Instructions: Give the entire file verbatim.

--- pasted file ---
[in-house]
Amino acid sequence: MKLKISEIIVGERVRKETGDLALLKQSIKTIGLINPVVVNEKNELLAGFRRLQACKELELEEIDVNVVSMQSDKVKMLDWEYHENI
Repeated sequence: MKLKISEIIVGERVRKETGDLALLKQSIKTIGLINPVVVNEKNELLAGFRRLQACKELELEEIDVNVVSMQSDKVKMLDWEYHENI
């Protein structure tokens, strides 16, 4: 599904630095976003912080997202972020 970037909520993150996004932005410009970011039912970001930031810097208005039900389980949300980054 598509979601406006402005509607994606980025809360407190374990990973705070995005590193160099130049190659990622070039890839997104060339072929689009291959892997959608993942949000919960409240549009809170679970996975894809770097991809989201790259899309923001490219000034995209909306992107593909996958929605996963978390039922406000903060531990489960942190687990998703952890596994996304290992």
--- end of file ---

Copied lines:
[in-house]
Amino acid sequence: MKLKISEIIVGERVRKETGDLALLKQSIKTIGLINPVVVNEKNELLAGFRRLQACKELELEEIDVNVVSMQSDKVKMLDWEYHENI
Repeated sequence: MKLKISEIIVGERVRKETGDLALLKQSIKTIGLINPVVVNEKNELLAGFRRLQACKELELEEIDVNVVSMQSDKVKMLDWEYHENI
């Protein structure tokens, strides 16, 4: 599904630095976003912080997202972020 970037909520993150996004932005410009970011039912970001930031810097208005039900389980949300980054 598509979601406006402005509607994606980025809360407190374990990973705070995005590193160099130049190659990622070039890839997104060339072929689009291959892997959608993942949000919960409240549009809170679970996975894809770097991809989201790259899309923001490219000034995209909306992107593909996958929605996963978390039922406000903060531990489960942190687990998703952890596994996304290992």